Nation's Official Language
The number of established languages listed in Ethnologue is 44. Some of these are:
Name of Sign Language
Langue des Signes de l’Afrique Francophone (LSAF), Langue des Signes Française
Overview Of Deaf Community And Education
Togo has seven deaf schools (WFD 2008:68). According to Kpemissi (1995), Togo had only one deaf school ‘L’école Ephphata’, created in 1976 by “an American”. This is likely to be the school established by the Christian Mission for the Deaf. Between 1976 and 1995, the school had educated 152 pupils (104 boys and 48 girls). Only the director of the school had had formal training in special education; the other teachers were trained by the director on the job (Kpemissi, 1995). Kpemissi states that the deaf pupils start their education very late. The youngest pupils enter school at the age of twelve, an age at which other Togolese pupils are expected to start secondary school.
The Ecole Nationale des Auxiliaires Médicaux (ENAM) of Lomé offers training with an academic degree and clinical certification in Speech and Language Pathology. Since 2006, 66 Speech-Language Pathologists (SLPs) coming from nine African countries have been educated in Togo. There are no special provisions made for deaf people wanting to receive a university education.
Sign Language Overview
In deaf education, a local variety of the Langue des Signes de l’Afrique Francophone is used (WFD 2008:65). There does not seem to be any dictionary that is specific for Togo.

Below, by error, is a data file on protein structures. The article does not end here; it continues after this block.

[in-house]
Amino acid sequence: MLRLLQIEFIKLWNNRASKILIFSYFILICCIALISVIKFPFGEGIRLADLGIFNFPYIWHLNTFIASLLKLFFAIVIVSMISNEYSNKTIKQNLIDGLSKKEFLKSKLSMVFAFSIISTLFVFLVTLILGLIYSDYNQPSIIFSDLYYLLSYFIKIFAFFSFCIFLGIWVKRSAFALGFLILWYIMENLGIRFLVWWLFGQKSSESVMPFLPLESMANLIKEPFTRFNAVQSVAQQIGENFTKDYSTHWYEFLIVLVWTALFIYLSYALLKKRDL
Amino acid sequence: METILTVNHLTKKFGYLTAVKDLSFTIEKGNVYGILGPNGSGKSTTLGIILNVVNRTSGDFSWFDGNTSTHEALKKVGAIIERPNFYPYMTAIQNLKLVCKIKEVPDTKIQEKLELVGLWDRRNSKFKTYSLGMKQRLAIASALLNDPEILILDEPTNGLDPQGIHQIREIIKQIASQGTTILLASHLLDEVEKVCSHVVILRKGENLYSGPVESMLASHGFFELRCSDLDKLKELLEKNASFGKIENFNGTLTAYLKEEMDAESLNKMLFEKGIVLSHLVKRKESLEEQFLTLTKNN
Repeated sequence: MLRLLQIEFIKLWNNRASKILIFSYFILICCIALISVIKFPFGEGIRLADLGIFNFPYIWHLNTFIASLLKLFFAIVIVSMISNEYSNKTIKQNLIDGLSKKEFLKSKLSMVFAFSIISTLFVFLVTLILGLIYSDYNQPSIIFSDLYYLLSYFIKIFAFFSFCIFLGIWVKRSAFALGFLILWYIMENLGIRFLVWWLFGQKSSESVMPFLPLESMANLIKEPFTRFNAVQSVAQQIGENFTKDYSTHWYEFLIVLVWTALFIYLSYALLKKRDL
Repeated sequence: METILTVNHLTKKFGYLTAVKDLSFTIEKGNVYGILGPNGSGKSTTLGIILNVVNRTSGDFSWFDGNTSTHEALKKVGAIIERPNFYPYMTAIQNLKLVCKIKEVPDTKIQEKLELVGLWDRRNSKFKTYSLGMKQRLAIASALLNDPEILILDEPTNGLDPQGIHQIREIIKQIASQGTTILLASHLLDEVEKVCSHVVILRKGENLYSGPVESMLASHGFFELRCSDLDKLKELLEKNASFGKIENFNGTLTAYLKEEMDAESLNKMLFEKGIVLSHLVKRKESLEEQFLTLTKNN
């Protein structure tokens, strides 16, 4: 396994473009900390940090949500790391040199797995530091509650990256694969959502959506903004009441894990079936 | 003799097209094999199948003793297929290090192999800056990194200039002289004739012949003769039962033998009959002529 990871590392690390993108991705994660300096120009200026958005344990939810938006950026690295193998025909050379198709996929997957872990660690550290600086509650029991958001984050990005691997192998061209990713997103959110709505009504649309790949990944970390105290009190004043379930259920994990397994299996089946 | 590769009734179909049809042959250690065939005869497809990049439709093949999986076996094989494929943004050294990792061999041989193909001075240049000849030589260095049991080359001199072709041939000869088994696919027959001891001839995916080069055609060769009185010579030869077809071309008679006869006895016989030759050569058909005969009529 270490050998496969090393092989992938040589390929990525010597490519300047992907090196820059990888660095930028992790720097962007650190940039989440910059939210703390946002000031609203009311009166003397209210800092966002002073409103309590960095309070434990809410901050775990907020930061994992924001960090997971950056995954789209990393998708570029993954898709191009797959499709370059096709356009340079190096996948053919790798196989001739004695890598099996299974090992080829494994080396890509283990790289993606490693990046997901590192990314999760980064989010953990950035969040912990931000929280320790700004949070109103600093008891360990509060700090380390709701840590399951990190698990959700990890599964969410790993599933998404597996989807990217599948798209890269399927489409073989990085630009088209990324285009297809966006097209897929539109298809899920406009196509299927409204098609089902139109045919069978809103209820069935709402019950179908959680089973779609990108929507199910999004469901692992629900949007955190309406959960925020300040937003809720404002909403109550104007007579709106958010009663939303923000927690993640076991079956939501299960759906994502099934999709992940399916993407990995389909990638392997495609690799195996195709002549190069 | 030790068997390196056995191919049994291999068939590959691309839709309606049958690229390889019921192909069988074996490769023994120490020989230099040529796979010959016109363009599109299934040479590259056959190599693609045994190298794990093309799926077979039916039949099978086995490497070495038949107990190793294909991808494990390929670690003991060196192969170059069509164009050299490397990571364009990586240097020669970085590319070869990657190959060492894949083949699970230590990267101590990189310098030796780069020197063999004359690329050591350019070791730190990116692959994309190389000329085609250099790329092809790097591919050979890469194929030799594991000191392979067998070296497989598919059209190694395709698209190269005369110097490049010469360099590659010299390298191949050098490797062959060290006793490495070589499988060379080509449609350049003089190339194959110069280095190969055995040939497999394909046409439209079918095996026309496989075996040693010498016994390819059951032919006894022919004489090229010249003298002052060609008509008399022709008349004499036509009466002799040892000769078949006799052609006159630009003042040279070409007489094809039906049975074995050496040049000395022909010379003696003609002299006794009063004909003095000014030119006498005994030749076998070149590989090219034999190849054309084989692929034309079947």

According to Ethnologue, deaf Togolese refer to their sign language as ASL, but it is not mutually intelligible with ASL from the USA. Ethnologue rates the vitality of the sign language used in Togo as vigorous on the vitality scale of Bickford et al., (2014).
There is no information on variation in this sign language. There is no sign language research at any of the universities in Togo.
Deaf Organizations In Country
- Association des Sourds de Togo, founded in 1992
Overview of Interpreting Services
Deaf school teachers voluntarily act as interpreters (WFD 2008:73, 76). There are no TV programs regularly interpreted or presented in a sign language (WFD 2008:62). There are no national health campaigns made accessible for sign language users (WFD 2008:51).
Christian Mission of the Deaf, www.cmdeaf.org
Kpemissi, Eyawelohn (1995). L’éducation des enfants sourds-muets au Togo. Forum mondial de la Santé 16:291- 293.
Simons, Gary F. and Charles D. Fennig (eds.). 2018. Ethnologue: Languages of the World, Twenty-first edition. Dallas, Texas: SIL International. Online version: http://www.ethnologue.com.
World Federation of the Deaf and Swedish National Association of the Deaf. 2008. Global Survey Report. WFD Regional Secretariat for Western and Central Africa Region (WFD WCAR). Global Education Pre-Planning Project on the Human Rights of Deaf People. World Federation of the Deaf. Finland.
World Bank, 2017. https://data.worldbank.org , https://data.worldbank.org/country/togo
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